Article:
History of Red Ribbon Week


Grace Drawdy

Mrs. Burnell and Ms. Frankel stand in front of wings constructed in the counselor’s office from the feathers students made for Red Ribbon Week . The two counselors worked together on the events that occurred October 23 through the 30th.

Lauren Holiday, Feature Editor

Red Ribbon Week is a drug awareness campaign that occurs annually in October and that began in 1985. The campaign was put into effect after the murder of a 37 year old Drug Enforcement Administration agent, Enrique “Kiki” Camarena in 1985. Enrique had received a transfer order to Mexico, where he would work out of the Guadalajara Resident Office in 1981. His first undercover mission dragged out for four years. He came extremely close to unveiling a multi-billion dollar drug trafficking ring, but before the operations could be made public he was kidnapped on February 7, 1985. Enrique had been surrounded by five armed men in front his wife, and was thrown into a car which sped off and marked the last time he would be seen alive. One month later his body would be found and it was determined by forensic investigators that he had been tortured to death.

Shortly after Kiki’s death, Congressman Duncan Hunter, and high school friend Henry Lozano, launched Camarena Clubs in Kiki’s hometown of Calexico, California. Hundreds of club members including Calexico High School teacher David Dhillon wore red ribbons and pledged to lead drug-free lives to honor the sacrifices made by Kiki Camarena and others on behalf of all Americans.

In response to Enrique’s murder, friends, family, neighbors, and the parents and youth across the country began wearing Red Ribbons as a symbol of their commitment to raise awareness of the killing and destruction caused by drugs in America.

In 1988, NFP sponsored the first National Red Ribbon Celebration. Today, the Red Ribbon serves as a catalyst to mobilize communities to educate youth and encourage participation in drug prevention activities. Since that time, the campaign has reached millions of U.S. children and families. The National Family Partnership (NFP) and its network of individuals and organizations continue to deliver his message of hope to millions of people every year through the National Red Ribbon Campaign.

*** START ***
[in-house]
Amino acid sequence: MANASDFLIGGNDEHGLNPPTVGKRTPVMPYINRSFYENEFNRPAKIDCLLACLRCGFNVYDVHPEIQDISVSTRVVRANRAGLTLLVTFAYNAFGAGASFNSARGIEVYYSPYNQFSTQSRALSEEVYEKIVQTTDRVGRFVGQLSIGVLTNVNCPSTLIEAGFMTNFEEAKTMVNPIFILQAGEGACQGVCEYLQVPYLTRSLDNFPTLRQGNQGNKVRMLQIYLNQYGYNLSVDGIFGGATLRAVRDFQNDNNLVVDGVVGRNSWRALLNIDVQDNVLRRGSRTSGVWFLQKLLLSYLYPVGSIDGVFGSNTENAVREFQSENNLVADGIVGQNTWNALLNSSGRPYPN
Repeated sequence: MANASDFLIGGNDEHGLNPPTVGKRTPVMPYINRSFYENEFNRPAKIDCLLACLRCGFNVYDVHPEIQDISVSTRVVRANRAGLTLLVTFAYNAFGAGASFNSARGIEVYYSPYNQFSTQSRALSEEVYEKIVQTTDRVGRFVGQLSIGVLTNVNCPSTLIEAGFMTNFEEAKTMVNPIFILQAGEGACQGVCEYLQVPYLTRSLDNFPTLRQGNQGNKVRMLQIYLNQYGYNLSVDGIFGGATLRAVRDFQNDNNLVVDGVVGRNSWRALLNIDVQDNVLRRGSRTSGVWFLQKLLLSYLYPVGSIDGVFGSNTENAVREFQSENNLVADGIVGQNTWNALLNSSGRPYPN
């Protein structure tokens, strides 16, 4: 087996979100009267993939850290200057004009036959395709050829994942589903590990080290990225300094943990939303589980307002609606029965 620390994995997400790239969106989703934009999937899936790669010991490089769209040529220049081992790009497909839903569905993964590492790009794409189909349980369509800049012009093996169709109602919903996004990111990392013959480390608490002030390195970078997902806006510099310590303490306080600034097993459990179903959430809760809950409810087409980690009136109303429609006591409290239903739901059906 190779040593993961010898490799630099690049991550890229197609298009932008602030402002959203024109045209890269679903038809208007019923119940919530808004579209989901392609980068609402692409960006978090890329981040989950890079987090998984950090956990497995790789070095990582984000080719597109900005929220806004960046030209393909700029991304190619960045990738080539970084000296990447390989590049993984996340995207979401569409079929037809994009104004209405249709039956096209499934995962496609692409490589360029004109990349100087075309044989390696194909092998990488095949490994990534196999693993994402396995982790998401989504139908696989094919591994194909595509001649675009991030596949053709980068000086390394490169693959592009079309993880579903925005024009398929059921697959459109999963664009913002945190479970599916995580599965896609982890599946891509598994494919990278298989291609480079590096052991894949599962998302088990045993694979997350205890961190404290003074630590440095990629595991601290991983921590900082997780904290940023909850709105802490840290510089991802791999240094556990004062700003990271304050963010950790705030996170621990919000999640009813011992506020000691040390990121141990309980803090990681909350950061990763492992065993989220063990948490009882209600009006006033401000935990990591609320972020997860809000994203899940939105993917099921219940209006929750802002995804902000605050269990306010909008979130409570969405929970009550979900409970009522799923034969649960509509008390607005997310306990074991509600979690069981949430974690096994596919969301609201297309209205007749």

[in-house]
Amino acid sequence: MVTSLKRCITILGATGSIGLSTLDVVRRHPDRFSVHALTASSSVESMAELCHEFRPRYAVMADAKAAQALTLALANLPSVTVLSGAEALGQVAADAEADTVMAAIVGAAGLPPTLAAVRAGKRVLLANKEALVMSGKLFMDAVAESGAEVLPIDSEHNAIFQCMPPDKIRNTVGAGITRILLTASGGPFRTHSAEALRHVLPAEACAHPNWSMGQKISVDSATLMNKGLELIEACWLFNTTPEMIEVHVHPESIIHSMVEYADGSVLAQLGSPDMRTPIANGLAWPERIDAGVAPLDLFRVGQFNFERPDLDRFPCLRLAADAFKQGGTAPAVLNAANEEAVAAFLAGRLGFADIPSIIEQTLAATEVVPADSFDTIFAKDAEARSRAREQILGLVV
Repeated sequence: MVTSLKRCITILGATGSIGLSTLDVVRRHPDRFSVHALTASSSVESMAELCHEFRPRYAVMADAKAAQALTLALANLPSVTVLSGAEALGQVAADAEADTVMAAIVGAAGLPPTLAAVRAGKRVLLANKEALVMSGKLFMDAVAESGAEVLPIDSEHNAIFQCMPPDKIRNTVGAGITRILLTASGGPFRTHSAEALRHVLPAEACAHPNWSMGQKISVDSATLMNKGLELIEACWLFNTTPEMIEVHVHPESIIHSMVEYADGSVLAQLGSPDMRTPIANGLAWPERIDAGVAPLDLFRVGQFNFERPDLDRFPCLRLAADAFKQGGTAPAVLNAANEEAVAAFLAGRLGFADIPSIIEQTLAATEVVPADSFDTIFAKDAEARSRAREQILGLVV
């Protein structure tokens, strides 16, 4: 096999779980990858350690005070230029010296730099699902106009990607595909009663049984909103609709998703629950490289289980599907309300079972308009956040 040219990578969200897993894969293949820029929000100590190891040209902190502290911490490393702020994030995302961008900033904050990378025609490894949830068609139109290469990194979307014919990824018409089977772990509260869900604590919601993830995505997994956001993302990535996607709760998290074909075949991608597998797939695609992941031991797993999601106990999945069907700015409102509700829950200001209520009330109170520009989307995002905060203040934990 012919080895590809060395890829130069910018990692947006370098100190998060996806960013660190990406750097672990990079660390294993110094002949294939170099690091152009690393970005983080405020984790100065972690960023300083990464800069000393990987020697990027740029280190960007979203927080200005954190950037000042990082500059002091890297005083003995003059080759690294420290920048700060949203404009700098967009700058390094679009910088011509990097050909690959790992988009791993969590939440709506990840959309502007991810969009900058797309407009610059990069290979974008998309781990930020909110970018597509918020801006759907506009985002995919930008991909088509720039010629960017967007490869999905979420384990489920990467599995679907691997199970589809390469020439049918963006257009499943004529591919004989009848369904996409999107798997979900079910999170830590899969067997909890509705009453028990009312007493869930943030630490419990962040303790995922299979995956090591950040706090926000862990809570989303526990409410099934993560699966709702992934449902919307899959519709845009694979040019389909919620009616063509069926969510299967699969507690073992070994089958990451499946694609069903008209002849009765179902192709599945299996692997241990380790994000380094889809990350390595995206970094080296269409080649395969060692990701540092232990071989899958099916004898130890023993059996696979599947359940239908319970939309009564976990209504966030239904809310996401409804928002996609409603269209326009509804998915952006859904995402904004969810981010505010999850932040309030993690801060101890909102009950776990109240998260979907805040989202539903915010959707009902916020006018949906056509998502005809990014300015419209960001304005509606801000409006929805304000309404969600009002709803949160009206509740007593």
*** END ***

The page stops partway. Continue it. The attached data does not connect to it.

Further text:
Red Ribbon Week eventually gained momentum throughout California and later the United States. In 1985, club members presented the “Camarena Club Proclamation” to then First Lady Nancy Reagan, which brought it to the nation’s attention. Later that summer, parent groups in California, Illinois, and Virginia began promoting the wearing of Red Ribbons nationwide during late October. The campaign was then formalized in 1988 by National Family Partnership, with President Reagan and First Lady Nancy Reagan serving as honorary chairpersons. Today, the eight-day celebration is sponsored by the National Family Partnership (previously known as the Federation of Parents for Drug Free Youth), and has become the annual symbol of  intolerance towards drugs in our schools, workplaces, and communities. Each year, during the last week in October, more than 80 million young people and adults show their commitment to a healthy, drug-free life by wearing or displaying the Red Ribbon.

The campus celebrated Red Ribbon week from the 23rd to the 30th of October. Every day of the school week there were theme days that correlated to the national campaign’s theme, “YOLO. Be Drug Free.” Even with these themed days Red Ribbon Week was voiced over the announcements, Twitter, and every lunch period throughout the week. In the lunch periods ribbons and stickers were handed out by counselors, and lunch ladies served red every day. “We try to let y’all know what’s going on and be aware that even one pill can kill you,” Counselor Ms. Fickle said.

For the past ten years Red Ribbon Week had been celebrated on campus. Two years ago, two recovering addicts from No Longer Bound came to speak with students in the school in an assembly; one speaker was a former student of South Forsyth. This year, the week before Red Ribbon Week (during the PSAT testing), two moms with students that passed away came and spoke to students about their kids, opioid usage, and its potential harms. The counselors always encourage the kids that if they have a friend that they’re worried about, even if it’s drinking or vaping, taking pills or marijuana, they should come tell them. They’re never going to tell who told them; if students have a situation where they need to speak with an adult then it should be known that everything is confidential. “Kids are aware of what’s out there because we’re in an epidemic right now,” says counselor Ms. Fickle, “If we can help one person, that’s great.”